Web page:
Glenn Redus: Okay, is it just crackpot to imagine that Russia cooked up this whole sarin attack, knowing that the U.S. would likely respond and force a very public divorce between Trump and Putin?
Gaynell Terrell: Not a total crock to think ISIS caused the big brothers to fight, while sneaking that last piece of fried chicken from the platter.
Lin Lofley: Anything is possible. But it’s also possible that if the intelligence people sniff this out then the White House is gonna dispute the finding.
Deconstructing Doctor: I think the part that makes my head want to explode is that maybe it’s possible he made the right decision? You gotta defend dead babies, but then again that’s how you turn public opinion around to support the giant war machine that thins the herd and produces the big profits. So it’s back to the wealthy playing chess with our children’s lives. Imagine the call to release the bombs was made just a short distance from his golf course. Like any other day in paradise.
Lin Lofley: My immediate response to hearing about the strikes was that I was OK with it. Now I want to hear about why the Russians knew before Congress knew. I want to hear whether or not the Syrians were tipped off, so they could clear the base of as much of the materiel as they could carry. I want to know who the civilians were, who were allegedly killed (including 4 kids). Were they planted by Assad, perhaps? So many questions.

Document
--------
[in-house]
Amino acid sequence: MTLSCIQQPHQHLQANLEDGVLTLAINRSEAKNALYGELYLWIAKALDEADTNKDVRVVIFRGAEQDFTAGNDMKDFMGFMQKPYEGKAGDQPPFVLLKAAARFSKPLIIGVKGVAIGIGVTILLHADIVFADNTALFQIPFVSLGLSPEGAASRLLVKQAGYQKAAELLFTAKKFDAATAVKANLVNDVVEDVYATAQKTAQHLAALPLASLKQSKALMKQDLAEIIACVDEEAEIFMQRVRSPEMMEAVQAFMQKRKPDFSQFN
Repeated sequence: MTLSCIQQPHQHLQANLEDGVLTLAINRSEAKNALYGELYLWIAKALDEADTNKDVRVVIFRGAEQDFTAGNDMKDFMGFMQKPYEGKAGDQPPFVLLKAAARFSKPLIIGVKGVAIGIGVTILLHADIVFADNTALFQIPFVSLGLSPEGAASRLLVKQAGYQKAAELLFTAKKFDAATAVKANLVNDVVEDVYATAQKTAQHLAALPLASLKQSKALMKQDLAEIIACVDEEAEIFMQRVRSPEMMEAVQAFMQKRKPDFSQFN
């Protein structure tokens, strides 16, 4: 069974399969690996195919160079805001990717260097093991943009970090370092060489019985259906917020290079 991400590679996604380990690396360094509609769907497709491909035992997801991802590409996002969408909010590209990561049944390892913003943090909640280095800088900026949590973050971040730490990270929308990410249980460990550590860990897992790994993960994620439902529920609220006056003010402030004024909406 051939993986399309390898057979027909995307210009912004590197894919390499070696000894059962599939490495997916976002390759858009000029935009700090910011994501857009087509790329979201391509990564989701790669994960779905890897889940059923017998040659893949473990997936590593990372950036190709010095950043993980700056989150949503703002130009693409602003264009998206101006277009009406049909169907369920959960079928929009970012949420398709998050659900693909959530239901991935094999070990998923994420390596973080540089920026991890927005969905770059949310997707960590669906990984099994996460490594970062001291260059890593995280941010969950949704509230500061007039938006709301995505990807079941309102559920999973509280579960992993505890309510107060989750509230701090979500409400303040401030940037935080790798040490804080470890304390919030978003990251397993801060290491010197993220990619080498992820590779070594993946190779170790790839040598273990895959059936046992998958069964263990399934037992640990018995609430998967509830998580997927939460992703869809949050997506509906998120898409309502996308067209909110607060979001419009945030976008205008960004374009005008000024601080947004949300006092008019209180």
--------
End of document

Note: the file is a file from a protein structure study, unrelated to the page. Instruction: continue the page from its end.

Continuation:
Deconstructing Doctor: I think Hillary would have made the same decision but for totally different reasons. Anything Trump does automatically makes me question how he is going to benefit. Nothing is done for the good of man or woman kind
Glenn Redus: As an American, I WANT to believe he did it for the right reasons. But part of the reason why I was unable to write about it this morning was that there’s enough doubt in my mind and confusion in my soul that wouldn’t allow me to write anything coherent. I think there’s a big tendency in this country that whenever the military gets involved, we drop our differences and root for the home team. Of course there are exceptions, with Vietnam immediately coming to mind, but in more recent times, you risk looking like a traitor when your country does something militarily, and you’re not supportive at least of the men and women in harm’s way. The obvious counter to that is that when you’re firing Tomahawks from a ship in the Mediterranean, how many (of those men and women) are really in harm’s way? Having lived all my life in this country, it would seem unnatural to see pictures of gassed babies and NOT do anything about it, so I WANT to be on board here … but Trump.
Lin Lofley: Good points all. When we have no boots on the ground that also colors our thinking. And Vietham was a special case. We as a country were deeply divided.
Deconstructing Doctor: Glenn could you be inspired to write a piece about the American pride during WW2 for fighting against tyranny vs a current war when we are the tyrants? How patriotism made sense when you are not the bad guy. Now we are the bad guys. Just a thought probably a little too deep for this novice.